Europe divided over Italy`s warnings of Libya exodus

Italy says it could not be left to handle alone any mass exodus from Libya.

Brussels: Italy clamoured for help on Thursday to face a looming Libya exodus of unparalleled proportions but failed to bring all its EU partners onside despite warning of a potential tsunami of up to 1.5 million migrants and refugees.

"This is not a good sign for Europe," said Italian Interior Minister Roberto Maroni at the close of talks with his 26 European Union counterparts, saying some nations, who he refused to name, had withheld support.

"We cannot be left alone," Maroni said as he went into tough talks pleading for assistance in dealing with what he termed "an invasion of one million, 1.5 million that would bring any country to its knees".

But nations from northern and western Europe were less than keen, said a diplomat from one of the countries who asked anonymity.

"They`re crying wolf!," the source said.

Adding weight to Rome`s pleas, the head of the Italian Catholic Church, Cardinal Angelo Bagnasco, urged "all Europe" to come together to face the exodus.

Along with the thousands of Libyans fleeing unrest, between 750,000 and 1.5 million would-be economic migrants from Africa are estimated holed up in Libya, according to the EU`s border-protection agency, Frontex.

Angry Libyan leader Muammar Gaddafi, who last year agreed with Rome to take in boat people intercepted by the Italian Navy, has warned he may open the floodgates, reneging on an understanding with the EU.

"What`s happening in the Mediterranean is a problem for Europe and for the world," Maroni added. "We have never seen an emergency of this scale."

Italy wanted an emergency solidarity fund to fly to the rescue of Mediterranean nations, Cyprus, France, Greece, Italy, Malta and Spain, likely to bear the brunt of the unrest.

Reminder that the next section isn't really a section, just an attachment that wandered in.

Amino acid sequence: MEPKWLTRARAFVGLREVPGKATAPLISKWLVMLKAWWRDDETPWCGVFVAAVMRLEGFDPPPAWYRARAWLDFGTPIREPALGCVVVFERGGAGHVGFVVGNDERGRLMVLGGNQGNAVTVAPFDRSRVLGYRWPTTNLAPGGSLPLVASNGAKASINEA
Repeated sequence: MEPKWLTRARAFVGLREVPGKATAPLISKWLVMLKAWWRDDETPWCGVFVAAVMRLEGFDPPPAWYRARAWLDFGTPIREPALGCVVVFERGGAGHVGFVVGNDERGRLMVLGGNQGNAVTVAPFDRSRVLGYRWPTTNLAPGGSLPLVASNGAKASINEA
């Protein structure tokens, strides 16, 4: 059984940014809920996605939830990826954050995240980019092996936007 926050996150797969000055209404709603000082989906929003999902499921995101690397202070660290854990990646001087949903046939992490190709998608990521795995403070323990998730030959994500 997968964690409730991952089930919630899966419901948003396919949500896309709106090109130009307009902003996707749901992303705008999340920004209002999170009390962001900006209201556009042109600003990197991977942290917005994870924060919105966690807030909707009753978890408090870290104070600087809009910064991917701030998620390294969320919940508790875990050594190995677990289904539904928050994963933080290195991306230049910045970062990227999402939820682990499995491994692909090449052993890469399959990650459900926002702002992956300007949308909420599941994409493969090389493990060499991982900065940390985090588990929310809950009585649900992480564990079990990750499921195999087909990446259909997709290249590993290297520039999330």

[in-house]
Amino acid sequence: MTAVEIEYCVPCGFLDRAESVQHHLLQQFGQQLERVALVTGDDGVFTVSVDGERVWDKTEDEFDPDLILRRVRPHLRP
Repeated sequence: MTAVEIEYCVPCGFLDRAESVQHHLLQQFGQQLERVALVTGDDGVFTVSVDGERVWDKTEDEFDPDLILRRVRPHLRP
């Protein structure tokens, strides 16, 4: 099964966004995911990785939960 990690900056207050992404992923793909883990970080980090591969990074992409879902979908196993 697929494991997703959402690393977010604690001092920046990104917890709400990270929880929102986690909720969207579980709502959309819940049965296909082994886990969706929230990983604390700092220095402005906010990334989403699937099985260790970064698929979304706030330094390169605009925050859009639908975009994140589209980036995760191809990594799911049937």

It also called for "a common asylum policy" and "for all European countries to share the burden of costs”.

But there was little taste for burden-sharing as the talks began.

"We are very worried about the situation in Libya," said European Commissioner for Home Affairs Cecilia Malmstrom at the close of talks.

"Today we don`t see any boats from Libya," she said. "Today we don`t know what will happen."

She called for assistance to Tunisia and Egypt where thousands of Libyans have fled to safety from Gaddafi’s brutal crackdown on protesters. Helping the refugees would deflect a human tidal wave to Europe.

Sweden`s Migration and Asylum Minister Tobias Billstrom said his country last year took in 32,000 asylum-seekers for a population of nine million without begging for help, while Italy, a nation of 53 million, screamed for aid after 5,000 Tunisians washed up on its island of Lampedusa earlier this month.

If developments in Libya turn to civil war "then we`ll have a huge amount of people leaving," he said. "But we`re not there yet."

Austria and Germany likewise played down Italy`s problems on tiny Lampedusa, where 6,000 residents were swamped by the sudden arrival of thousands of refugees from Tunisia, following the ouster of Zine El Abidine Ben Ali.

"There`s no refugee influx right now. Let`s not provoke one by talking about it," said German Interior Minister Thomas de Maiziere.

EU border management agency Frontex says the flood has now eased to a trickle.

The European Commission, the EU`s executive arm, last year offered Tripoli up to EUR 50 million (USD 70 million) in aid to combat irregular migration but no money has been disbursed so far.

However, the current upheaval marks a new test for EU solidarity on migration flows after years of unresolved debate.

Many EU states, notably Britain and the Scandinavians, refuse all burden-sharing -- for example by examining requests by asylum-seekers in Greece to be reunited with family in Britain.

Brussels wants Frontex to have a budget big enough to buy boats, helicopters and planes. But EU members such as Germany and the Nordic countries have refused the funding.

Compared to the 400,000 officers manning Europe`s porous borders, Frontex can mobilise no more than 1,000 men at any one time. It has 25 helicopters, 25 fixed-wing aircraft and 100 vessels -- all on loan.

Following the Lampedusa refugee crisis, a new mission titled Hermes was sent in comprising about 30 people, a plane and several ships.

Bureau Report

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